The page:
It's an absolute no brainer if you climb in the area. The time you will save at the crag is precious with the detailed pictures showing where the routes go, the crags that are in there that maybe on your doorstep but didn't know about all for the price of a couple of entry's to your local wall.

It's an investment.
Jordan on 05 Nov 2012
In reply to Bulls Crack:
Dont know if you been to places like Roddellar and Catalunya and bought the new guides for there, although looking lovely and costing more than this volume one they dont actually have more info than the name, grade and length. No meat on the bone as it were. Im still reading the interviews and love the list on page 355 in this YG guide....
adi3969 - on 06 Nov 2012
In reply to Jordan: Its a good list , though just the obvious ones included. The Earl seat projects are strictly to be tried ground-up as they involve lots of pebble pulling,so get them mats out.
Jordan on 06 Nov 2012
In reply to adi3969:
> (In reply to Jordan) Its a good list , though just the obvious ones included. The Earl seat projects are strictly to be tried ground-up as they involve lots of pebble pulling,so get them mats out.

Yea James and myself scraped our way down the big earl seat project a few years ago ground up. Ground up is a great style but does actually involve more wear and tear on the lower sections....
chalkyjim - on 10 Nov 2012
In reply to Jordan:

Fair point
Will Hunt - on 13 Nov 2012
In reply to chalkyjim:

Having spoken to a couple of people re the Earl's Seats projects I've heard the accepted rule of engagement is to be ground up. Before hearing this I put a top rope on the wall left of Womb With A View and it is VERY pebbly. Also a difficult onsight as I seem to remember that a few of the foot placements were quite blind from above. Some of the crucial pebbles were looking fragile!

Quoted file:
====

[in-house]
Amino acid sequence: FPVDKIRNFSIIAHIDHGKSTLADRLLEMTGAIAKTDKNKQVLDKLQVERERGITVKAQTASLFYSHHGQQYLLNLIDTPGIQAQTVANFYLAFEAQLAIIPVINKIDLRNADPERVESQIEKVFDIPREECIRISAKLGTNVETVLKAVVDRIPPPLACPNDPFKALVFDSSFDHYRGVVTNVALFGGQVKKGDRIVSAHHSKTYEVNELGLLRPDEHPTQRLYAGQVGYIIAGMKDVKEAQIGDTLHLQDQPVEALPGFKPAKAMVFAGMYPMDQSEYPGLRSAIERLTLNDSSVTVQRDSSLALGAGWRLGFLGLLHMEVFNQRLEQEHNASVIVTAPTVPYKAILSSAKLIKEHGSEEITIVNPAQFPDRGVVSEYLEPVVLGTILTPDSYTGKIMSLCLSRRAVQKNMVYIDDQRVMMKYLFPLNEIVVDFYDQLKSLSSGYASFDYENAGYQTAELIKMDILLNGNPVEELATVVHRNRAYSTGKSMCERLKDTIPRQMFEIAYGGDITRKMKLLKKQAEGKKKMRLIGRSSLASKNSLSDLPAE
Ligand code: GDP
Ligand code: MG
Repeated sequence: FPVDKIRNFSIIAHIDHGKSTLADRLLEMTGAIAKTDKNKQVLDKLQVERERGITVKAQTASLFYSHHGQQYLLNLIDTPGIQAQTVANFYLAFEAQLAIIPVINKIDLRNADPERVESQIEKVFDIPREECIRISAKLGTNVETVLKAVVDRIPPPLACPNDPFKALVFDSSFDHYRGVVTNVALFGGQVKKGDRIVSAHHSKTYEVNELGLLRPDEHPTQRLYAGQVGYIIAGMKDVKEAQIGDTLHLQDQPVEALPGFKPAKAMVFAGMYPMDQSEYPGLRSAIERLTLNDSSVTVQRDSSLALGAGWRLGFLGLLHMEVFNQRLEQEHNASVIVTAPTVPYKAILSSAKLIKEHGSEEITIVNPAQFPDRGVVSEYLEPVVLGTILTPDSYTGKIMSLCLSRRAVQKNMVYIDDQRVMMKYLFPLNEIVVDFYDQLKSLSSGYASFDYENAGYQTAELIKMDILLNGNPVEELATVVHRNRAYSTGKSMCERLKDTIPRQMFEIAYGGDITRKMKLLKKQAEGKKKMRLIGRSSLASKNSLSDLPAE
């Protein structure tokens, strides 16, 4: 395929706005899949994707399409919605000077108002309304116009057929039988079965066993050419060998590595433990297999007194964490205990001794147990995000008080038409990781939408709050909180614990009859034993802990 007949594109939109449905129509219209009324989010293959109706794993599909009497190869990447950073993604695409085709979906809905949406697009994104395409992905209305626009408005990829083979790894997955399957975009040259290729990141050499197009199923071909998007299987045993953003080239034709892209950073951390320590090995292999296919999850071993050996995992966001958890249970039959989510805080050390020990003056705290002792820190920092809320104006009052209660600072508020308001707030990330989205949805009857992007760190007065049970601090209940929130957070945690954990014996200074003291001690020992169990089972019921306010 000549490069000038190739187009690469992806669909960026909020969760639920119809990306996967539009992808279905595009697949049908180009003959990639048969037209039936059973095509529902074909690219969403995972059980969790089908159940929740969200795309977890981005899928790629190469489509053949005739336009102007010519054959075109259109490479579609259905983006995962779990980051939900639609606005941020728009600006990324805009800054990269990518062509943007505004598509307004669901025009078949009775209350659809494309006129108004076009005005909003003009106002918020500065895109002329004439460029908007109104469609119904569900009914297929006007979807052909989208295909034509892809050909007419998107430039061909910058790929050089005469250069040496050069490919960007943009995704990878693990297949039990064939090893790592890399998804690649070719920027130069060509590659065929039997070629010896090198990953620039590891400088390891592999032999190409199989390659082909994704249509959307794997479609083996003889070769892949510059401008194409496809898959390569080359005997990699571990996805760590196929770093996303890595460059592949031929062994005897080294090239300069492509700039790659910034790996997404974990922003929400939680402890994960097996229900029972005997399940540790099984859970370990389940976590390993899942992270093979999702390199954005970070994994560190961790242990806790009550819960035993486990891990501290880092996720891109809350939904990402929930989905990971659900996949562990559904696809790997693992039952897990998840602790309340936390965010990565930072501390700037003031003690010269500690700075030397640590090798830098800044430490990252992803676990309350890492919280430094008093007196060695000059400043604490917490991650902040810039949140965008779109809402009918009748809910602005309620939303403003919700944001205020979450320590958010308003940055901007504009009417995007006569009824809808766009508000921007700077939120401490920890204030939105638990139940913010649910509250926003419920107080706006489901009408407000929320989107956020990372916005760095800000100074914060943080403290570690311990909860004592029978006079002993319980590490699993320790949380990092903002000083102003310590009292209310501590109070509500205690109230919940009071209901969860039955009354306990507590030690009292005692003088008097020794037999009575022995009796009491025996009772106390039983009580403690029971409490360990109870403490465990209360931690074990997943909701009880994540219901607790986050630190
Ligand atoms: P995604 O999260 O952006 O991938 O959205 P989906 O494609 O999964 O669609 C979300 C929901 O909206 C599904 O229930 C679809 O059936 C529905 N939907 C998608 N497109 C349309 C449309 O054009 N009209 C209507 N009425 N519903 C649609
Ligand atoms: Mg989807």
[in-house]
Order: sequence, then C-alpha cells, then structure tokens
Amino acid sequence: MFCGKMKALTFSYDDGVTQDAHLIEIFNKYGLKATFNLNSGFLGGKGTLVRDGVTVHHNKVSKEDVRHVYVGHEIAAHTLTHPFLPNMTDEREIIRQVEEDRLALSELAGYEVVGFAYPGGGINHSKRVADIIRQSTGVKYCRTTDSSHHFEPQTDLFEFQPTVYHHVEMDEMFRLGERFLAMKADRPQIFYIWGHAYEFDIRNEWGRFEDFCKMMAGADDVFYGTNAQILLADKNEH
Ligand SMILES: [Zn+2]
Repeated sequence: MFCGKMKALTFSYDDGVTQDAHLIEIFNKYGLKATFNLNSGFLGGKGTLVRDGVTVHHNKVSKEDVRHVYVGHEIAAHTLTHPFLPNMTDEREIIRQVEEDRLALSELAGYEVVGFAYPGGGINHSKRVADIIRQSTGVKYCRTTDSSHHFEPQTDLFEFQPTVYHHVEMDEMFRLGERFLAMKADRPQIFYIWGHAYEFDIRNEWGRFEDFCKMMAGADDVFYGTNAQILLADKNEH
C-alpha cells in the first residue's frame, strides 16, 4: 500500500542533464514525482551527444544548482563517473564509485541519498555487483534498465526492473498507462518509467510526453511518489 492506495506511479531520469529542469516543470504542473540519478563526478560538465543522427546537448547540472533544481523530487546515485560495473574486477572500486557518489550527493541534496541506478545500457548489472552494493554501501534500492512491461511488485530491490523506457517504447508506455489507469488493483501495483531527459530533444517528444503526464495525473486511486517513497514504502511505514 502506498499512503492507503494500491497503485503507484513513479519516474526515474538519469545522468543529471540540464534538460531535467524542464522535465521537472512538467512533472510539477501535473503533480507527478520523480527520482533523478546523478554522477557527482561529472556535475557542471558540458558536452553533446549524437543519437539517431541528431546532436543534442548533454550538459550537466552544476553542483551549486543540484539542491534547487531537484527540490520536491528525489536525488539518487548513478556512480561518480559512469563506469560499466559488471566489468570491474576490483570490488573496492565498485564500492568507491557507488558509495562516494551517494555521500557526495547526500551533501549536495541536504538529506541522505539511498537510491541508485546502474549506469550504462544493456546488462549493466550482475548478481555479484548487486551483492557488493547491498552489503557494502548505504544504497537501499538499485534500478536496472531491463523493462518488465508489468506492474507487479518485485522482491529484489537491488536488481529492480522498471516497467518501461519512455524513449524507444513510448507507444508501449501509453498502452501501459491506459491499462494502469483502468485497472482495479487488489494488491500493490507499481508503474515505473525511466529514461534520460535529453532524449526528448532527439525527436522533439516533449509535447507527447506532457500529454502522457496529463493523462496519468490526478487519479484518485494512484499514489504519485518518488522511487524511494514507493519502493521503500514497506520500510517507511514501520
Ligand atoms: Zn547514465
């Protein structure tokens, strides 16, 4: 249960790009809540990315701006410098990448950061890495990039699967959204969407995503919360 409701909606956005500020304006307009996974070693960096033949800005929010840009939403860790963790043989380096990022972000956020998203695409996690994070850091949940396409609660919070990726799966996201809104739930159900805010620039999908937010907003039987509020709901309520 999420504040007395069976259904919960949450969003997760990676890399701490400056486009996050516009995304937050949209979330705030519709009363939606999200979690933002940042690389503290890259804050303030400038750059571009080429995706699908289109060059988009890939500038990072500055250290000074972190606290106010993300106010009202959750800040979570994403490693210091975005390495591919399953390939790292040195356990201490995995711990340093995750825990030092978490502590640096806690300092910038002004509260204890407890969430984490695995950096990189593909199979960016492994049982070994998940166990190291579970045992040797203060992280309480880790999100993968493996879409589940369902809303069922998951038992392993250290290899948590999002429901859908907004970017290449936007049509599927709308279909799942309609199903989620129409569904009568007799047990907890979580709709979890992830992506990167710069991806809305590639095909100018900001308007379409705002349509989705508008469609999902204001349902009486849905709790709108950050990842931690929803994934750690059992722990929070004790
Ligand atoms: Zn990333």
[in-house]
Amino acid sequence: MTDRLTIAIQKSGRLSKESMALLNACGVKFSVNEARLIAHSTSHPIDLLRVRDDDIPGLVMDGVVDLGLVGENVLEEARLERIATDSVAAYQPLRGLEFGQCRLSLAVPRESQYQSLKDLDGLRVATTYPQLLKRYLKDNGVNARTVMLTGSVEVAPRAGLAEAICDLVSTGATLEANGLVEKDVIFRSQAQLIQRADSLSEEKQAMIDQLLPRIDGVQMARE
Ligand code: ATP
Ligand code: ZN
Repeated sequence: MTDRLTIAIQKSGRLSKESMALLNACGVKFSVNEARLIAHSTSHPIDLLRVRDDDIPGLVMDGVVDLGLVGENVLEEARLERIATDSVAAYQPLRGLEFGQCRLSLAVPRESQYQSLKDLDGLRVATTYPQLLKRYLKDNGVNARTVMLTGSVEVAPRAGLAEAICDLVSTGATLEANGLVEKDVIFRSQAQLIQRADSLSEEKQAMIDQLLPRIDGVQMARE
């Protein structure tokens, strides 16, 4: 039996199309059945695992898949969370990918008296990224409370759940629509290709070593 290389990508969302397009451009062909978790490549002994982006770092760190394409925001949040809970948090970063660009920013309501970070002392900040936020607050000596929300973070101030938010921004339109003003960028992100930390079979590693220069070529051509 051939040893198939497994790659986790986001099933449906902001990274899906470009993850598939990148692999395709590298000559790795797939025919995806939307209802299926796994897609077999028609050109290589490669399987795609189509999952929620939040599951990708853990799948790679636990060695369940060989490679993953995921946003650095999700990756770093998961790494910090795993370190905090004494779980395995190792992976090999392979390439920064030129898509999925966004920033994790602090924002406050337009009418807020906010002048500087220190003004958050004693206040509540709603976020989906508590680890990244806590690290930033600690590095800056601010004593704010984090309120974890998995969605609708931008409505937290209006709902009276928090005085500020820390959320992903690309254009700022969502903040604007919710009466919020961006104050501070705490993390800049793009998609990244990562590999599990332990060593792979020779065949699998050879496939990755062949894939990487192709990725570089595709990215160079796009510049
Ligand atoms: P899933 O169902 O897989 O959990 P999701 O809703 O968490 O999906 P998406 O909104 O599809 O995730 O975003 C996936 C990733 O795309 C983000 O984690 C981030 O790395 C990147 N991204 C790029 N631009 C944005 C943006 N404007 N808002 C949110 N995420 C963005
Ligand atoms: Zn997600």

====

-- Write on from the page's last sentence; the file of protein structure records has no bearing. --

It became apparent that it was out of my league so I ceased trying fairly quickly. The Yorkshire Wad Squad are free to choose whatever ethical approach they please but my personal opinion would be towards a careful top rope practice ascent. My reasoning there being that, whilst ground-up is the more ethically pure approach from a style point of view, in the interests of preserving the rock, the fewer goes that are required then the better. I also seem to remember that I thought the crux would be the last couple of moves. You get to a chicken heady crimp and then there's a fair old way either trending left or going straight up to get to the top. With that in mind, there's great potential to have lots of repeat traffic over the fragile, pebbley moves lower down before unlocking the harder moves at the top.

Just my tuppence.
chalkyjim - on 14 Nov 2012
In reply to chalkyjim:

Good to see these projects getting a mention and being brought back to light. Wonder how many off that list will get done this winter.
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harry spotter - on 15 Nov 2012
In reply to chalkyjim:

Is bridestones in the 2nd volume? It's not on the list of crags included.
Jon Stewart - on 15 Nov 2012
In reply to harry spotter: